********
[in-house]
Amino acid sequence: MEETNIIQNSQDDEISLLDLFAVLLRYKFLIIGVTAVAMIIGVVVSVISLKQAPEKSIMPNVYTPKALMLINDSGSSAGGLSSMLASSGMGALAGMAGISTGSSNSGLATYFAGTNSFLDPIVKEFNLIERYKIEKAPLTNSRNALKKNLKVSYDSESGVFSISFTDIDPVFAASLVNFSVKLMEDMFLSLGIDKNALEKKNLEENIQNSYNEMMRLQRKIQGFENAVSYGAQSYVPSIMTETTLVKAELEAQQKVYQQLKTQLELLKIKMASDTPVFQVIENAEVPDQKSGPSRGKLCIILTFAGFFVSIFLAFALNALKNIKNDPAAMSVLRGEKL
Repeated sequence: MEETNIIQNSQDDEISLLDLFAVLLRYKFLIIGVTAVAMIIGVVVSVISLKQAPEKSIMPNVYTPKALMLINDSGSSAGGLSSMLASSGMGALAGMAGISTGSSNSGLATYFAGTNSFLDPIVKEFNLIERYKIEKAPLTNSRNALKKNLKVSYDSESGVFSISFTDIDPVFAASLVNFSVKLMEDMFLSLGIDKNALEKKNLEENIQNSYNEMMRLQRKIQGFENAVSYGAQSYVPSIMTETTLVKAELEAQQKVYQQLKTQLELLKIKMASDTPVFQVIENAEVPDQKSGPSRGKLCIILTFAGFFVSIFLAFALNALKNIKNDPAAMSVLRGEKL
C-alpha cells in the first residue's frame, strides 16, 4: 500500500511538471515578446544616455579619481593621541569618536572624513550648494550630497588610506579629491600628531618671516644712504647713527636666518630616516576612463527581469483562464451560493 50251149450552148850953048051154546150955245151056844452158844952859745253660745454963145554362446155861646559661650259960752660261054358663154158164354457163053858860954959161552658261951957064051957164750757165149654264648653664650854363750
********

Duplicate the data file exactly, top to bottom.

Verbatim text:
[in-house]
Amino acid sequence: MEETNIIQNSQDDEISLLDLFAVLLRYKFLIIGVTAVAMIIGVVVSVISLKQAPEKSIMPNVYTPKALMLINDSGSSAGGLSSMLASSGMGALAGMAGISTGSSNSGLATYFAGTNSFLDPIVKEFNLIERYKIEKAPLTNSRNALKKNLKVSYDSESGVFSISFTDIDPVFAASLVNFSVKLMEDMFLSLGIDKNALEKKNLEENIQNSYNEMMRLQRKIQGFENAVSYGAQSYVPSIMTETTLVKAELEAQQKVYQQLKTQLELLKIKMASDTPVFQVIENAEVPDQKSGPSRGKLCIILTFAGFFVSIFLAFALNALKNIKNDPAAMSVLRGEKL
Repeated sequence: MEETNIIQNSQDDEISLLDLFAVLLRYKFLIIGVTAVAMIIGVVVSVISLKQAPEKSIMPNVYTPKALMLINDSGSSAGGLSSMLASSGMGALAGMAGISTGSSNSGLATYFAGTNSFLDPIVKEFNLIERYKIEKAPLTNSRNALKKNLKVSYDSESGVFSISFTDIDPVFAASLVNFSVKLMEDMFLSLGIDKNALEKKNLEENIQNSYNEMMRLQRKIQGFENAVSYGAQSYVPSIMTETTLVKAELEAQQKVYQQLKTQLELLKIKMASDTPVFQVIENAEVPDQKSGPSRGKLCIILTFAGFFVSIFLAFALNALKNIKNDPAAMSVLRGEKL
C-alpha cells in the first residue's frame, strides 16, 4: 500500500511538471515578446544616455579619481593621541569618536572624513550648494550630497588610506579629491600628531618671516644712504647713527636666518630616516576612463527581469483562464451560493 50251149450552148850953048051154546150955245151056844452158844952859745253660745454963145554362446155861646559661650259960752660261054358663154158164354457163053858860954959161552658261951957064051957164750757165149654264648653664650854363750